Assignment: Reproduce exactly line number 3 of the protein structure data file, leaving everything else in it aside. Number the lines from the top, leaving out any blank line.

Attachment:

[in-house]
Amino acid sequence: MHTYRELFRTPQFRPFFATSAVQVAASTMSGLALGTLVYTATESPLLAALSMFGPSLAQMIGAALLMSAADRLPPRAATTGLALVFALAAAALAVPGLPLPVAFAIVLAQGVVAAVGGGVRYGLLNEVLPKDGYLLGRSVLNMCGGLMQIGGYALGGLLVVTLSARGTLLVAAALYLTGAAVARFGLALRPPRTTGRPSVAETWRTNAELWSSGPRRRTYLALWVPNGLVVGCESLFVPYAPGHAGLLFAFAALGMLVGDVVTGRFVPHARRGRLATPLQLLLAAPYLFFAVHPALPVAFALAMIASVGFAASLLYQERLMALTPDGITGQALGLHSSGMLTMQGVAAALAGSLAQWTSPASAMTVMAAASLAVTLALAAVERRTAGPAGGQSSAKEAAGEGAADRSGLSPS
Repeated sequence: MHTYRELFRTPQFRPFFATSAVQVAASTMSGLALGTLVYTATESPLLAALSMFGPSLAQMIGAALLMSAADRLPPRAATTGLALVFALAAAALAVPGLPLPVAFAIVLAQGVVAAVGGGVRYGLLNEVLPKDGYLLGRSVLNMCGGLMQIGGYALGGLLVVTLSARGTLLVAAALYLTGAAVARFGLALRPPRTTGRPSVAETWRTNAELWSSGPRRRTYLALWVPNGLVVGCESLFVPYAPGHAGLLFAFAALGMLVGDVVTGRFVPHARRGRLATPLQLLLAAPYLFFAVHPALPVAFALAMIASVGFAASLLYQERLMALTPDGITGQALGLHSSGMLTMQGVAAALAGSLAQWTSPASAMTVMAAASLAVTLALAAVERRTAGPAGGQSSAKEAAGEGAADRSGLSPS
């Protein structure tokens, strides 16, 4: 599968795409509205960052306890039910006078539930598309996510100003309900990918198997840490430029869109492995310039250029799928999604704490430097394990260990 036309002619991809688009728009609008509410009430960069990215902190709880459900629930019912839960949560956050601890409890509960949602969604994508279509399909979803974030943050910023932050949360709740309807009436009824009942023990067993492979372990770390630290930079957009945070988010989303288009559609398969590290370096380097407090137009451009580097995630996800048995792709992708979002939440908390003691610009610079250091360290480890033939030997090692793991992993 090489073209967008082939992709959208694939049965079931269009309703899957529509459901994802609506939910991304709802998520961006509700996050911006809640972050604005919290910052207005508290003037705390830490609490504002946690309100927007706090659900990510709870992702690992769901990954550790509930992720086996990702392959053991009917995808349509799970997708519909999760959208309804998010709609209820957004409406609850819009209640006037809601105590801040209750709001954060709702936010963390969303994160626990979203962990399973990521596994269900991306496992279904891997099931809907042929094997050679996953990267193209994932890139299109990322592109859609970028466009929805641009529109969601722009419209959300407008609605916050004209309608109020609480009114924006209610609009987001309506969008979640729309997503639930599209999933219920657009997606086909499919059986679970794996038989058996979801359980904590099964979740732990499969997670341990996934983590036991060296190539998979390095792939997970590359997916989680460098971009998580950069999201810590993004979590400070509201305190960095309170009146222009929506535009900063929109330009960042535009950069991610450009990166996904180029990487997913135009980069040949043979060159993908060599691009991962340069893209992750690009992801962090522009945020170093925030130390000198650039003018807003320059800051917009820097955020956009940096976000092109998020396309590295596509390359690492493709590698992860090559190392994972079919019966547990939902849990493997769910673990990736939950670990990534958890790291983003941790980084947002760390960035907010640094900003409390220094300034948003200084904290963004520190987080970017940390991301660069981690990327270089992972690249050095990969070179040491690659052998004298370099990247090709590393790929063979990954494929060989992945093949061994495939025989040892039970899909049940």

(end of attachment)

Repeated sequence: MHTYRELFRTPQFRPFFATSAVQVAASTMSGLALGTLVYTATESPLLAALSMFGPSLAQMIGAALLMSAADRLPPRAATTGLALVFALAAAALAVPGLPLPVAFAIVLAQGVVAAVGGGVRYGLLNEVLPKDGYLLGRSVLNMCGGLMQIGGYALGGLLVVTLSARGTLLVAAALYLTGAAVARFGLALRPPRTTGRPSVAETWRTNAELWSSGPRRRTYLALWVPNGLVVGCESLFVPYAPGHAGLLFAFAALGMLVGDVVTGRFVPHARRGRLATPLQLLLAAPYLFFAVHPALPVAFALAMIASVGFAASLLYQERLMALTPDGITGQALGLHSSGMLTMQGVAAALAGSLAQWTSPASAMTVMAAASLAVTLALAAVERRTAGPAGGQSSAKEAAGEGAADRSGLSPS